Bangkok’s Italian restaurants have long touted the cuisines of Rome, Naples, and Sardinia, and now Tuscany, the birthplace of the Renaissance, comes along with a nice surprise.
Chef Francesco Lenzi hails from the Tuscan province of Pisa, where he started to show a talent for cooking in his grandmother’s kitchen at the age of 12. When a stint in Rome with the Italian film industry – which included a job with famed director Bernardo Bertolucci – didn’t pan out, Lenzi returned to his original passion and completed a professional chef’s training course in the Italian capital. He continued to train in restaurants in Rome and Tuscany before traveling to Thailand for a vacation, where by happy circumstance he walked into a position cooking for Swissotel.
The young chef moved on to head the kitchen at highly acclaimed Opus Wine Bar, where his local fan base originally took hold. From there Hotel Muse invited Lenzi to start Medici, a new restaurant occupying the entire lower floor of the boutique hotel. While at Medici, Lenzi competed in the Thai edition of Iron Chef, which brought him to the attention of Thai gastronomes throughout the capital and beyond.
In late 2014 the 35-year-old chef partnered his father to open Lenzi’s Tuscan Kitchen, where he found himself in complete control of everything from the décor to the wine cellar. With the help of an Italian designer, he has transformed a large 1970s-era residence on Ruam Rudee Soi 2 into a refined yet comfortable dining haven of understated elegance.
A colour scheme alternating raw sienna and burnt sienna – originally mineral pigments named for the Tuscan province of Siena – combine with wood-plank floors, pillars and staircase to provide a warm, semi-traditional vibe. A lifelong movie fan, Lenzi says, “I want dining here to be a cinematic experience,” and to that end the restaurant’s spacious entry opens up with views of the bar, walk-in wine cellar, open kitchen, and dining areas to either side of the foyer.
Lenzi sources many ingredients from his native Tuscany, including fresh white truffles from San Miniato, when available in October and November. All hams and salami come from Antica Norcineria, a farm and salumeria founded by Lenzi’s grand-uncle in the Garfagnana region, just outside Lucca. Lenzi believes products from this farm include the best hams available in Bangkok.
Keeping that in mind, the Tagliere del Lenzi (B420 to B790 depending on size), a wooden cutting board heaped with ham and salami from the family farm, is the best way to start a meal here. The contents vary from time to time but may include biroldo (blood sausage made from pig’s head and seasoned with wild fennel and other spices), prosciutto toscano (Tuscan-style ham dry-cured with sea salt, pepper and aromatic herbs) and mortadella con tartufo (sausage dotted with cubes of fat and truffle). Wedges of pecorino, Tuscany’s semi-soft aged sheep’s cheese, and parmesan (the only cheese served at Lenzi’s that doesn’t hail from Tuscany) come alongside.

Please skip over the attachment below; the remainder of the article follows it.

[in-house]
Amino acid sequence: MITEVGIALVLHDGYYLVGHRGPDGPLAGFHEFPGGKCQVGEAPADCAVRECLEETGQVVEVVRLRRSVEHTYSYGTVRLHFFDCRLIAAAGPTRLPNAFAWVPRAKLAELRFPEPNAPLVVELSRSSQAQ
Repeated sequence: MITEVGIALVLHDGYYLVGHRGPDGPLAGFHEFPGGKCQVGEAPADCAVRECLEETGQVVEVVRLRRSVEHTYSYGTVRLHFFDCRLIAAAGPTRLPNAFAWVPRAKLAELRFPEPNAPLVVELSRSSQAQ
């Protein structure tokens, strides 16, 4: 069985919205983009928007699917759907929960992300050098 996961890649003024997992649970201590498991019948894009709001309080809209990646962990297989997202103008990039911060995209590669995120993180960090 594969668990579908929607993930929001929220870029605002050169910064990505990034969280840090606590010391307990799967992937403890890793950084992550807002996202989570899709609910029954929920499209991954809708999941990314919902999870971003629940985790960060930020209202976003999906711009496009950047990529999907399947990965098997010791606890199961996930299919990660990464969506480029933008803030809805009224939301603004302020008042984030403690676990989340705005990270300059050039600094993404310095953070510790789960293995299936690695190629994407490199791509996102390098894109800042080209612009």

Another irresistible starter, Carpaccio de Branzino (B520), combines delicate slices of raw sea bass with pink pepper, smoked rock salt and mandarin orange.
Moving into the pasta realm, the dish of homemade ravioli (B520) stuffed with rich foie gras and ricotta and coated in a creamy truffle emulsion is delightful. Risotto aficionados will also rejoice in slow-cooked carnaroli rice (B490) with parmesan, prawns, strawberry emulsion and 12-year-old balsamic.
Agnello alla Rossini (B1290), medallions of lamb loin layered with San Miniato truffle and pan-fried foie gras, is easily the most sinfully exquisite main course on the menu. Meat-lovers may also enjoy Lenzi’s version of Florentine steak (B2400), a nicely grilled aged Australian T-bone served with roast potatoes. Pera Cotta Nel Forna (B280), pear halves poached in the wood-fired oven and served with a rich oval of chocolate gelato, makes for a decadent finish.
The walk-in wine cellar at Lenzi’s offers over a hundred Italian labels, including three whites and three reds by the glass. L’Ino San Patrignano (B1900), a beautiful Tuscan red made with 100 percent cabernet franc is excellent, as is Casanova di Neri Rosso di Montalcino (B2300), a more traditional Tuscan chianti made with sangiovese grapes.
Ruam Rudee Soi 2 | 0 2001 0116 | lenzibangkok.com | Mon-Sat 11.45am-2pm, 6pm -10.45pm